Sandra Bland was stopped by Texas police for a lane change and ended up dead in a jail cell
Sandra Bland (ABC News/Screenshot)

Grieving friends and family of Sandra Bland want to know how the 28-year-old wound up dead in a Texas jail cell, and they don't believe the story they're being told by Waller County authorities.

"The Waller County Jail is trying to rule her death a suicide and Sandy would not have taken her own life," LaNitra Dean, a long-time friend, told ABC 7 Chicago. "Sandy was strong. Strong mentally and spiritually."

Bland, who was outspoken about racism and police brutality, had just gotten a new job at her alma matter, Texas Prairie View A&M, and was on her way from the Chicago suburb of Naperville to her new home near Houston when she was stopped by police for failing to signal during a lane change on Friday afternoon, the Chicago Tribune reports.

The simple traffic stop escalated, according to video of the arrest that has emerged on YouTube. The video shows officers on top of Bland as she cries out that they had slammed her head into the ground and were being too rough with her. An officer is seen telling the person shooting the video to leave. The recording does not show the beginning of the encounter.

"You just slammed my head into the ground," Bland yells as she is being arrested. "Do you not even care about that? I can't even hear!"

She was arrested for assaulting a police officer, according to news reports. Waller County Sheriff Glenn Smith claimed she "had been combative on the side of the road."

On Monday morning, jailers found her dead, and officials attributed it to self-inflicted asphyxiation.

"CPR was immediately started and Waller County EMS notified. She was pronounced deceased a short time later. In order to maintain the integrity of the investigation, the Texas Rangers were immediately notified to conduct the death investigation," the sheriff's department said in a statement.

The Chicago Tribune reports her death was ruled a suicide through hanging.

Authorities told reporters there are no cameras in her jail cell and no footage of her death.

"I do not have any information that would make me think it was anything other than just a suicide," Waller County D.A. Elton Mathis told the news station.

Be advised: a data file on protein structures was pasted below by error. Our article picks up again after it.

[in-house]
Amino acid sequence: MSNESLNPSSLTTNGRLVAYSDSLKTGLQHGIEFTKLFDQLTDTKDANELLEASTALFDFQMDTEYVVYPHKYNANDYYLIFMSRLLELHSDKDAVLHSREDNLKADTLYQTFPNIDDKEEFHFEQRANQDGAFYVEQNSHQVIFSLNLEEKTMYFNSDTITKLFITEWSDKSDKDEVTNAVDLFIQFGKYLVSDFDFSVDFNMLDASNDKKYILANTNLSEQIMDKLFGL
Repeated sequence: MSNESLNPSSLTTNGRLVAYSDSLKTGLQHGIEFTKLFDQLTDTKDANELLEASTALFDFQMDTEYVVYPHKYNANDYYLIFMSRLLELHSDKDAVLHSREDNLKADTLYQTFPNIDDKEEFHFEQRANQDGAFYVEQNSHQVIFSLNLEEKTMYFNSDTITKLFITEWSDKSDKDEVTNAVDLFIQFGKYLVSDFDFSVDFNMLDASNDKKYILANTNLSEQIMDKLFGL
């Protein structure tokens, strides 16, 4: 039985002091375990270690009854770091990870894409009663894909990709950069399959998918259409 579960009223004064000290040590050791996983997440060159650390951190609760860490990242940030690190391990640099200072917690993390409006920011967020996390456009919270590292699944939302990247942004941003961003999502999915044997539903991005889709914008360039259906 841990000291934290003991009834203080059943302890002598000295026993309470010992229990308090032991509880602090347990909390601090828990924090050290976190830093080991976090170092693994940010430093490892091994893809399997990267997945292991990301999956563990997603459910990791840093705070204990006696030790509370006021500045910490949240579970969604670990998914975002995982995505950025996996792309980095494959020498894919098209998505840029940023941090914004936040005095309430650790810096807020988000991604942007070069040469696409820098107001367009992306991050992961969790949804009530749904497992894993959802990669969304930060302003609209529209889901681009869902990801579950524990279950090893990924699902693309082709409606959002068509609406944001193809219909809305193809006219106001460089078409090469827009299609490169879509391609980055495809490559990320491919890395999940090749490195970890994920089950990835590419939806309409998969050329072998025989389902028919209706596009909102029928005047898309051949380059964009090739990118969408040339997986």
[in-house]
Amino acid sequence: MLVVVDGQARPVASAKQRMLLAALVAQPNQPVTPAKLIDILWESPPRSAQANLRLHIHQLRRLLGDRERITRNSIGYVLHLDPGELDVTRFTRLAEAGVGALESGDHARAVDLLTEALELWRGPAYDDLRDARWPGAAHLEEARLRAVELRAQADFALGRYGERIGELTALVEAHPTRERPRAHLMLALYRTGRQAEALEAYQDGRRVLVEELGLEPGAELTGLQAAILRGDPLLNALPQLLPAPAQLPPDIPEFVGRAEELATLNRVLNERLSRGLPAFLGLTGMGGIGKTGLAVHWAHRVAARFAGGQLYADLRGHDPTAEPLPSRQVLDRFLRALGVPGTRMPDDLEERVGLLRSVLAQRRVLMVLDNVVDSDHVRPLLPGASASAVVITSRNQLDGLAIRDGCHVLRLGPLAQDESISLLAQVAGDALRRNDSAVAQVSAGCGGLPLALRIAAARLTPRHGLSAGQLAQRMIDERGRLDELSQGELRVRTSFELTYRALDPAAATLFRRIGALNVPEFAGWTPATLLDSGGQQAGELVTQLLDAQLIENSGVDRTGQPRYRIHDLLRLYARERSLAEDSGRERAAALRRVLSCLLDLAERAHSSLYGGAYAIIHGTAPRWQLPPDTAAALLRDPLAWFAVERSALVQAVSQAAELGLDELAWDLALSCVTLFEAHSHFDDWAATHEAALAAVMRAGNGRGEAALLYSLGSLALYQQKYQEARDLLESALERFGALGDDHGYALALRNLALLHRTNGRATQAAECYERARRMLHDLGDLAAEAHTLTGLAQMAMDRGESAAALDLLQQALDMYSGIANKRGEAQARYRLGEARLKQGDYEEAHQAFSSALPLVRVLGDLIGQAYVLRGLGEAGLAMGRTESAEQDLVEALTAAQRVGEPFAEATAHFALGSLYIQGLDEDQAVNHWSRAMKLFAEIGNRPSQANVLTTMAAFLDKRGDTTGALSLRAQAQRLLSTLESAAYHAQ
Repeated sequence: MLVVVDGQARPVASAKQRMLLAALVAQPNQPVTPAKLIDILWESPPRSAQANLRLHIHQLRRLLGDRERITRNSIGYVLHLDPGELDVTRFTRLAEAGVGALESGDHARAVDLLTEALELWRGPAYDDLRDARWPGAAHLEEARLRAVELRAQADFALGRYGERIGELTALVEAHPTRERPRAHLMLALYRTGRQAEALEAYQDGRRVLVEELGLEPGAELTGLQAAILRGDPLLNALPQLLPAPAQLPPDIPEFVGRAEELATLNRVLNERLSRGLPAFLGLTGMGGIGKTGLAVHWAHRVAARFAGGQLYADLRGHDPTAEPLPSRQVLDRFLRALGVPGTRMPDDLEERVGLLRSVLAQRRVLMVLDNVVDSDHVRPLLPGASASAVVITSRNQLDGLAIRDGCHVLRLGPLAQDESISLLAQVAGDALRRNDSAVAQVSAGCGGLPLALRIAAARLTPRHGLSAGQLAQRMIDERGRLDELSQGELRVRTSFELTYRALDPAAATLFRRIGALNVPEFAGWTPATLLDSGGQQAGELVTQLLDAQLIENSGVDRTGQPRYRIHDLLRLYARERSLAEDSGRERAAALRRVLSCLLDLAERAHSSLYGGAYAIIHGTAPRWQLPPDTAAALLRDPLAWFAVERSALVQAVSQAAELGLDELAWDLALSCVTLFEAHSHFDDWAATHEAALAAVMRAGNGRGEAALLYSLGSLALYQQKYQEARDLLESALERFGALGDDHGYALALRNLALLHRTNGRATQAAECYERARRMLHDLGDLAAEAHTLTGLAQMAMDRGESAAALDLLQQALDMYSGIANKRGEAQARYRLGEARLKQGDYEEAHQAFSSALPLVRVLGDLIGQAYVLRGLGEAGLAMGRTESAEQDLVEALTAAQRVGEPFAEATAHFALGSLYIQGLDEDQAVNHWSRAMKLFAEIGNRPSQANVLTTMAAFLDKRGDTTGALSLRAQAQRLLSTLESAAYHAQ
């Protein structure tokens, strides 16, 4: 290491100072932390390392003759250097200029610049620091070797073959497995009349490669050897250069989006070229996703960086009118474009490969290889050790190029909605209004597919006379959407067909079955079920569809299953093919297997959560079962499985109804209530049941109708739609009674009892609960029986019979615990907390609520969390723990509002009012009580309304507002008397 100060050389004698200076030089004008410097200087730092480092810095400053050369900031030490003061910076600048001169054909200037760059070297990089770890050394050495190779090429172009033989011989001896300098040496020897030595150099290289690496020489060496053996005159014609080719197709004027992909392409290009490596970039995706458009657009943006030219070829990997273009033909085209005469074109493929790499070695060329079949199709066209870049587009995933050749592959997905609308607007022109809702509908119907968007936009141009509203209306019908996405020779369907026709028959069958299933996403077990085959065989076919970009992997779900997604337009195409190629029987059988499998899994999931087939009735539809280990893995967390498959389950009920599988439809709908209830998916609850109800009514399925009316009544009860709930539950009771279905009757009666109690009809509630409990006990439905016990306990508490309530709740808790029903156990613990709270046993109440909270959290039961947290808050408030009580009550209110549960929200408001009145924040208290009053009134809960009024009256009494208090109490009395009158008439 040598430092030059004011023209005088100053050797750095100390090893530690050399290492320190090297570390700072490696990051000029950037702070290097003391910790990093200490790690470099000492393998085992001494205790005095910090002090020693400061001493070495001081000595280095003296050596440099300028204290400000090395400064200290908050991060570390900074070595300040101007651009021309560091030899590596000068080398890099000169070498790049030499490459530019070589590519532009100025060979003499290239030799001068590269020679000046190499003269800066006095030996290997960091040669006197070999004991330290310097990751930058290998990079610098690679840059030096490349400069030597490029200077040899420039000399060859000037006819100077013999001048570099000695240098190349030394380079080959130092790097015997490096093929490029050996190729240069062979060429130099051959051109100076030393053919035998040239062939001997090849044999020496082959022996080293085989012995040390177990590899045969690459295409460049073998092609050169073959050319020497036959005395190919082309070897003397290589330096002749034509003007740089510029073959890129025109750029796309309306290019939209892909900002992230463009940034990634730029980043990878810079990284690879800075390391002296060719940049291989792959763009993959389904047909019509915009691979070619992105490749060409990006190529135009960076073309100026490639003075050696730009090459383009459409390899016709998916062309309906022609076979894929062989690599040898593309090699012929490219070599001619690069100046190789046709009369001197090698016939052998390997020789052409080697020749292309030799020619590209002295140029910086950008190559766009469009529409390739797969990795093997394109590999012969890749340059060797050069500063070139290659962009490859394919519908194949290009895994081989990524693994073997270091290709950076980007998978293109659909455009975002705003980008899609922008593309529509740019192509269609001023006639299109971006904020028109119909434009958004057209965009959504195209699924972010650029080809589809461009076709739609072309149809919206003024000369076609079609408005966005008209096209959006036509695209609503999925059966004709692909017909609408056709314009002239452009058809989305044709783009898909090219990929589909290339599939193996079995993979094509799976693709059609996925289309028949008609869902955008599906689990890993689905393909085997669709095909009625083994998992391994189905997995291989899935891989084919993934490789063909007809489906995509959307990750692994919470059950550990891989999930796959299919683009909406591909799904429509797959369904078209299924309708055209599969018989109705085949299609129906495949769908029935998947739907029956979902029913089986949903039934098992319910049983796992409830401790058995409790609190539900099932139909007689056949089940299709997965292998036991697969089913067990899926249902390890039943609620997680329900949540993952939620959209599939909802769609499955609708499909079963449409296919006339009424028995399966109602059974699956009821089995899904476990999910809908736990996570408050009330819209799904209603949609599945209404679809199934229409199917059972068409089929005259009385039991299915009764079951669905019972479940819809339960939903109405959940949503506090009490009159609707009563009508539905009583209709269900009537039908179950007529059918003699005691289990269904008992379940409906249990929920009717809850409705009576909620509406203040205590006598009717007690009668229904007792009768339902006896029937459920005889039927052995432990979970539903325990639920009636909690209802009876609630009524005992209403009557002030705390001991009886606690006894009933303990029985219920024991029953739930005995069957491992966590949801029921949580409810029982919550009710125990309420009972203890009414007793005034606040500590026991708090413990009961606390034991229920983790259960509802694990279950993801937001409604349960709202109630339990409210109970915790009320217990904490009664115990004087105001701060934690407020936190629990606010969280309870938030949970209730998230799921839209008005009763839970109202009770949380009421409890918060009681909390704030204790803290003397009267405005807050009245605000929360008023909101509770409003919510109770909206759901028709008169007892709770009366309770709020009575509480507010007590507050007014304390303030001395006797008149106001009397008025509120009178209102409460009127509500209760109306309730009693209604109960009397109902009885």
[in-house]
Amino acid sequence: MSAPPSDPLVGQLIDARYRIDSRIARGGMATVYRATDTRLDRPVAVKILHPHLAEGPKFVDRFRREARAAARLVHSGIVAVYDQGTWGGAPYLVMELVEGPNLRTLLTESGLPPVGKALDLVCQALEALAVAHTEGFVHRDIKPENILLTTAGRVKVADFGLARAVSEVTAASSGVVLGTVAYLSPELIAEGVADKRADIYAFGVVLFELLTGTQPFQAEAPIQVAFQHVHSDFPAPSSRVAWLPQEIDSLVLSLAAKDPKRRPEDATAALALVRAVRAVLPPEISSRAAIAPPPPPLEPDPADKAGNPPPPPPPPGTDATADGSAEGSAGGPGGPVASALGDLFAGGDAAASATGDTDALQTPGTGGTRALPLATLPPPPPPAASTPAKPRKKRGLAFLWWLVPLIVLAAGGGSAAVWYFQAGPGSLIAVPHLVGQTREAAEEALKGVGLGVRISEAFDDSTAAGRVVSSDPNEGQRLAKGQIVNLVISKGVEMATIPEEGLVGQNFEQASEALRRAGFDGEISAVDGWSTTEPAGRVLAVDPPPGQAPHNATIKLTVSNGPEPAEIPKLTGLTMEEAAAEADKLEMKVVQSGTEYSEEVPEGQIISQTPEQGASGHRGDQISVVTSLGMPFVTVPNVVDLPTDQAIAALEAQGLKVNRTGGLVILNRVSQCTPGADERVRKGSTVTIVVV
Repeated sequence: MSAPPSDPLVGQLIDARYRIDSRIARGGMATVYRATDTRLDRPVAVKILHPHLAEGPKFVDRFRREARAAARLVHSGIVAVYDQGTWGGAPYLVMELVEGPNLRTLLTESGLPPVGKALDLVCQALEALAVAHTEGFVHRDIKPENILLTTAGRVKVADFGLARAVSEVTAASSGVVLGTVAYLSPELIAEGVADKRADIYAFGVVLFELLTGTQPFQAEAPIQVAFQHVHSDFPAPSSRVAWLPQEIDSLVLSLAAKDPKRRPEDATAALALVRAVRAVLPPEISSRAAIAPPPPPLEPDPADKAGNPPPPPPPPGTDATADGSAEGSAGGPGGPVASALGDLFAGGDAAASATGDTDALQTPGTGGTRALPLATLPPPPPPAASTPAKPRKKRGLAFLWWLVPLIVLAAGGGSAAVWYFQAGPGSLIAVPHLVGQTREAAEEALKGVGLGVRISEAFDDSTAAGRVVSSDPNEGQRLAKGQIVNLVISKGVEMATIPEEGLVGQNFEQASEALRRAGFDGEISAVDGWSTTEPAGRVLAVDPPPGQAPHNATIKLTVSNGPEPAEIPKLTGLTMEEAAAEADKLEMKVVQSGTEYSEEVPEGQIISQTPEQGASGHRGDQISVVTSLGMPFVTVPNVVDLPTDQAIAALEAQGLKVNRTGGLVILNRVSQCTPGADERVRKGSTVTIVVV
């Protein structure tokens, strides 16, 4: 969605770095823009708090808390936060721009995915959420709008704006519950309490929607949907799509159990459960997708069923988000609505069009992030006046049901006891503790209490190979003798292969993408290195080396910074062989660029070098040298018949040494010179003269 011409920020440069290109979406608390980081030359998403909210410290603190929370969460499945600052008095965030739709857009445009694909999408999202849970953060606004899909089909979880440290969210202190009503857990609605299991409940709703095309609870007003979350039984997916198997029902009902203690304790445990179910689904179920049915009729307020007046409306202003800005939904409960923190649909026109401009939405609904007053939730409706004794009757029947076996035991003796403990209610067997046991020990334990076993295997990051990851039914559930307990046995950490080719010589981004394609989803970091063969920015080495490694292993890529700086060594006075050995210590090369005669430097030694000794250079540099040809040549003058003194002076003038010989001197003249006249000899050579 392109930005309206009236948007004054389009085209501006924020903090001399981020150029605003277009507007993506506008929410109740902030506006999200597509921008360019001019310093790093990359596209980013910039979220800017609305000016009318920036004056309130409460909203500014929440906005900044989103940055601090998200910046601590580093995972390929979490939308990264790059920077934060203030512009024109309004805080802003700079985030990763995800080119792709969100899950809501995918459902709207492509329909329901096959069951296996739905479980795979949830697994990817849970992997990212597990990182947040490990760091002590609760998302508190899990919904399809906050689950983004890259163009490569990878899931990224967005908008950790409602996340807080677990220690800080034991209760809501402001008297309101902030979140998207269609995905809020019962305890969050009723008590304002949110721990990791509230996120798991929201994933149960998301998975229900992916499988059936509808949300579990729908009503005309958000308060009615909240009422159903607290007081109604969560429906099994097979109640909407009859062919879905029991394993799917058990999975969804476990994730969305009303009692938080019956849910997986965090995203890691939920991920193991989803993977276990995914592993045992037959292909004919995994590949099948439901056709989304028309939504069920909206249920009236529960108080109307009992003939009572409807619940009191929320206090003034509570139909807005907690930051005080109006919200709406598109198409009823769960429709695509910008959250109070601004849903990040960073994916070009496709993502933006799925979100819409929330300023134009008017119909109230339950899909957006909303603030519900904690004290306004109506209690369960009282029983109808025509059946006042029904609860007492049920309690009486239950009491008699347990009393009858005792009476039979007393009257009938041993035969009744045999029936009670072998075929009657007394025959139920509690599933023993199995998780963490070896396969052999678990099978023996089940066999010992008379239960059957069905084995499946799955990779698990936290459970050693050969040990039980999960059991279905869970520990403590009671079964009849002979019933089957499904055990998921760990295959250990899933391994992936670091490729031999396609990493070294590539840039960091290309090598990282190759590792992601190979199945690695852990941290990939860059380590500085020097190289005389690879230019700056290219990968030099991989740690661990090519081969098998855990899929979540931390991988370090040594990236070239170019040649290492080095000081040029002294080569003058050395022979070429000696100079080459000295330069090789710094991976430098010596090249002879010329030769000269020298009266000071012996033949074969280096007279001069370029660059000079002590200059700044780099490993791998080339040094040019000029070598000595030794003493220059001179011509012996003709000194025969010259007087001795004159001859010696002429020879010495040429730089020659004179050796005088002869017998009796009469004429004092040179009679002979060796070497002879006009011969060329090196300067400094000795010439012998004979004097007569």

Her friends and family disagree, and so do many others. As of Thursday, #SandraBland was trending on Twitter.

Her family has retained a lawyer and will conduct its own investigation of her death, saying they are "confident" she was killed. The Texas Rangers have been called in and will also investigate the death.

Posts to Sandra Bland's Facebook page seem to indicate an upbeat woman, showing a grinning Bland with her mother, and talk of eating at the Waller County Line restaurant.

She also posted about police violence and racial discrimination. Her chillingly-prophetic cover photo is a cartoon depicting a bloodied, beaten black man handcuffed in a police car, seated next to an unscathed, hamburger-eating, Confederate flag-wearing Dylann Roof.

“Sandy became very proactive in using social media to bring awareness to police brutality,” a friend wrote in an email to NBC 5. “Family and friends have no doubt that foul play was involved in this alleged suicide. She was a very outspoken individual who loved life, went to Church and loved her family.”

According to the Daily Kos, Waller County Sheriff Glenn Smith was suspended, then fired in 2007 from a previous job as Hempstead police chief over documented cases of racism.

Watch the report from ABC News, which includes video of Bland's arrest below: